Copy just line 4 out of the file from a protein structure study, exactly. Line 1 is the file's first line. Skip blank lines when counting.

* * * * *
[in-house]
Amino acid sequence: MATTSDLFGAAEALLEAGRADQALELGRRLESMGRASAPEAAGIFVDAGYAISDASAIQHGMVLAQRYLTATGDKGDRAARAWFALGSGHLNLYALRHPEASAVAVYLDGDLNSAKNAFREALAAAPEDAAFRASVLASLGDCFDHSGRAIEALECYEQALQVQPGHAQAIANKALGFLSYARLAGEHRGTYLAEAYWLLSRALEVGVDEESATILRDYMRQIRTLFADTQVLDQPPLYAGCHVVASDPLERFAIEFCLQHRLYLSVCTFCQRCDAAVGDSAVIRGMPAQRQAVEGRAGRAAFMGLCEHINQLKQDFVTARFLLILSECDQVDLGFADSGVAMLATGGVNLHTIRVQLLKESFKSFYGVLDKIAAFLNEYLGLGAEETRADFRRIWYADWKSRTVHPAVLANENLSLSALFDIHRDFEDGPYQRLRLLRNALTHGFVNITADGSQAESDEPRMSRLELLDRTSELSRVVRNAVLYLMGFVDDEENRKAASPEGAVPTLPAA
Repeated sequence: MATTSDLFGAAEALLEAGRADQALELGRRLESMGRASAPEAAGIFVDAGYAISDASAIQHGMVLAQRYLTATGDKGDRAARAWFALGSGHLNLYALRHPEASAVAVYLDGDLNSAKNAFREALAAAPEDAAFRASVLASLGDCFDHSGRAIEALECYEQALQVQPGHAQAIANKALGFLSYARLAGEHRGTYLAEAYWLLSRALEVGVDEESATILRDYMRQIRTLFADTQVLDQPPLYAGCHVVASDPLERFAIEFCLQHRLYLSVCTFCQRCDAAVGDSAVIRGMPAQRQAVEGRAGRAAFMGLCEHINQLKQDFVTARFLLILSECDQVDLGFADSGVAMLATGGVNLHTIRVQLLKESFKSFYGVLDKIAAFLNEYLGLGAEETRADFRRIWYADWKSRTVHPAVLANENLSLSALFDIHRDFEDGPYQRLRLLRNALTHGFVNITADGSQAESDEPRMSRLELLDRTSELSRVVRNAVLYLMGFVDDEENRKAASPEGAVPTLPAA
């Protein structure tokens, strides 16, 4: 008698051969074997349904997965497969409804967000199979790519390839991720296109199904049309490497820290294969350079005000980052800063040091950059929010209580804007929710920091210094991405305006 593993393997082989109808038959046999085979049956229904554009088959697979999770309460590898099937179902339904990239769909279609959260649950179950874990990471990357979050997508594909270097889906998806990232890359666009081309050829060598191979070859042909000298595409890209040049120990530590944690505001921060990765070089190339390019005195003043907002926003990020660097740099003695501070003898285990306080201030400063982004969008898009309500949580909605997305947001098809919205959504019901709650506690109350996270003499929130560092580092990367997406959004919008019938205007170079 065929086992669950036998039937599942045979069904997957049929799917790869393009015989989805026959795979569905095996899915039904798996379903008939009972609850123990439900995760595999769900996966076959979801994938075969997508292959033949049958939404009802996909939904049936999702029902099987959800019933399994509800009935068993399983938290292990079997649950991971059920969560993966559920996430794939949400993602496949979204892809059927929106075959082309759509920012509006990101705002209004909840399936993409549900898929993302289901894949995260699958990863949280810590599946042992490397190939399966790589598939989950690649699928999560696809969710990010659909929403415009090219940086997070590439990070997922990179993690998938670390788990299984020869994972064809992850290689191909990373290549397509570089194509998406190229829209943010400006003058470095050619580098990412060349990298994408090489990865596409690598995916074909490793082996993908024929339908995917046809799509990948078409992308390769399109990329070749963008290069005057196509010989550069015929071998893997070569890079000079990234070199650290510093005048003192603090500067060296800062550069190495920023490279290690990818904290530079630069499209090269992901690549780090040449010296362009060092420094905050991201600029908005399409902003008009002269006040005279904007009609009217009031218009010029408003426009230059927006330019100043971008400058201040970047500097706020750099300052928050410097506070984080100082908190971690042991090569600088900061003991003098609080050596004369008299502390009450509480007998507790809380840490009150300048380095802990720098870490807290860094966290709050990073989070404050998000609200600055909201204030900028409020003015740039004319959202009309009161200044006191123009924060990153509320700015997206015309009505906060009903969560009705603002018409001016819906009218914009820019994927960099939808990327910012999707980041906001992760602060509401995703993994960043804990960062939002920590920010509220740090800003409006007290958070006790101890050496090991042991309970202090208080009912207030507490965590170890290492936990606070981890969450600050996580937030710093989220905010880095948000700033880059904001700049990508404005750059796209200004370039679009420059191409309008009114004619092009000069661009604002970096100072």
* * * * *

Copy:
């Protein structure tokens, strides 16, 4: 008698051969074997349904997965497969409804967000199979790519390839991720296109199904049309490497820290294969350079005000980052800063040091950059929010209580804007929710920091210094991405305006 593993393997082989109808038959046999085979049956229904554009088959697979999770309460590898099937179902339904990239769909279609959260649950179950874990990471990357979050997508594909270097889906998806990232890359666009081309050829060598191979070859042909000298595409890209040049120990530590944690505001921060990765070089190339390019005195003043907002926003990020660097740099003695501070003898285990306080201030400063982004969008898009309500949580909605997305947001098809919205959504019901709650506690109350996270003499929130560092580092990367997406959004919008019938205007170079 065929086992669950036998039937599942045979069904997957049929799917790869393009015989989805026959795979569905095996899915039904798996379903008939009972609850123990439900995760595999769900996966076959979801994938075969997508292959033949049958939404009802996909939904049936999702029902099987959800019933399994509800009935068993399983938290292990079997649950991971059920969560993966559920996430794939949400993602496949979204892809059927929106075959082309759509920012509006990101705002209004909840399936993409549900898929993302289901894949995260699958990863949280810590599946042992490397190939399966790589598939989950690649699928999560696809969710990010659909929403415009090219940086997070590439990070997922990179993690998938670390788990299984020869994972064809992850290689191909990373290549397509570089194509998406190229829209943010400006003058470095050619580098990412060349990298994408090489990865596409690598995916074909490793082996993908024929339908995917046809799509990948078409992308390769399109990329070749963008290069005057196509010989550069015929071998893997070569890079000079990234070199650290510093005048003192603090500067060296800062550069190495920023490279290690990818904290530079630069499209090269992901690549780090040449010296362009060092420094905050991201600029908005399409902003008009002269006040005279904007009609009217009031218009010029408003426009230059927006330019100043971008400058201040970047500097706020750099300052928050410097506070984080100082908190971690042991090569600088900061003991003098609080050596004369008299502390009450509480007998507790809380840490009150300048380095802990720098870490807290860094966290709050990073989070404050998000609200600055909201204030900028409020003015740039004319959202009309009161200044006191123009924060990153509320700015997206015309009505906060009903969560009705603002018409001016819906009218914009820019994927960099939808990327910012999707980041906001992760602060509401995703993994960043804990960062939002920590920010509220740090800003409006007290958070006790101890050496090991042991309970202090208080009912207030507490965590170890290492936990606070981890969450600050996580937030710093989220905010880095948000700033880059904001700049990508404005750059796209200004370039679009420059191409309008009114004619092009000069661009604002970096100072």